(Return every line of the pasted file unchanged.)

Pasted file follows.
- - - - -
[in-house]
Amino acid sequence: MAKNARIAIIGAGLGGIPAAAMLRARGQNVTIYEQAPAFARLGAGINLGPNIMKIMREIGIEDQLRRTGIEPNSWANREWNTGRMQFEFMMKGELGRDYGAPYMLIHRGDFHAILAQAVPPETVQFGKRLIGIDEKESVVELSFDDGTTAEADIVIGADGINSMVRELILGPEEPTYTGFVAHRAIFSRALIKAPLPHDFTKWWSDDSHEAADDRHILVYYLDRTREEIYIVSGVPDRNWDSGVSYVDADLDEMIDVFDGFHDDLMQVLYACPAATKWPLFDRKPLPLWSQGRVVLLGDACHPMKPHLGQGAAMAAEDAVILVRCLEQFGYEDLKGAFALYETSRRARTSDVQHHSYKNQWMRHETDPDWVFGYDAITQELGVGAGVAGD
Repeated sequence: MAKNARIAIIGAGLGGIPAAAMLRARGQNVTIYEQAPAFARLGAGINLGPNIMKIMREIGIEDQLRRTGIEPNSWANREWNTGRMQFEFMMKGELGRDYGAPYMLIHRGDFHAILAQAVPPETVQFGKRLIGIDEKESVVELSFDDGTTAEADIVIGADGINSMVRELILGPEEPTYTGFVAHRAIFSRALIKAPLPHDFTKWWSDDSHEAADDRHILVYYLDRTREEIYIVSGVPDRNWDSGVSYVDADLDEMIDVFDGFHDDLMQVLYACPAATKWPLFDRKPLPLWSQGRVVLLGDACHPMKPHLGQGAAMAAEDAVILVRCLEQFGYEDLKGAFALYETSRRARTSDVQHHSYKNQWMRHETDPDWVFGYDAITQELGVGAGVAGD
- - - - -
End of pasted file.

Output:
[in-house]
Amino acid sequence: MAKNARIAIIGAGLGGIPAAAMLRARGQNVTIYEQAPAFARLGAGINLGPNIMKIMREIGIEDQLRRTGIEPNSWANREWNTGRMQFEFMMKGELGRDYGAPYMLIHRGDFHAILAQAVPPETVQFGKRLIGIDEKESVVELSFDDGTTAEADIVIGADGINSMVRELILGPEEPTYTGFVAHRAIFSRALIKAPLPHDFTKWWSDDSHEAADDRHILVYYLDRTREEIYIVSGVPDRNWDSGVSYVDADLDEMIDVFDGFHDDLMQVLYACPAATKWPLFDRKPLPLWSQGRVVLLGDACHPMKPHLGQGAAMAAEDAVILVRCLEQFGYEDLKGAFALYETSRRARTSDVQHHSYKNQWMRHETDPDWVFGYDAITQELGVGAGVAGD
Repeated sequence: MAKNARIAIIGAGLGGIPAAAMLRARGQNVTIYEQAPAFARLGAGINLGPNIMKIMREIGIEDQLRRTGIEPNSWANREWNTGRMQFEFMMKGELGRDYGAPYMLIHRGDFHAILAQAVPPETVQFGKRLIGIDEKESVVELSFDDGTTAEADIVIGADGINSMVRELILGPEEPTYTGFVAHRAIFSRALIKAPLPHDFTKWWSDDSHEAADDRHILVYYLDRTREEIYIVSGVPDRNWDSGVSYVDADLDEMIDVFDGFHDDLMQVLYACPAATKWPLFDRKPLPLWSQGRVVLLGDACHPMKPHLGQGAAMAAEDAVILVRCLEQFGYEDLKGAFALYETSRRARTSDVQHHSYKNQWMRHETDPDWVFGYDAITQELGVGAGVAGD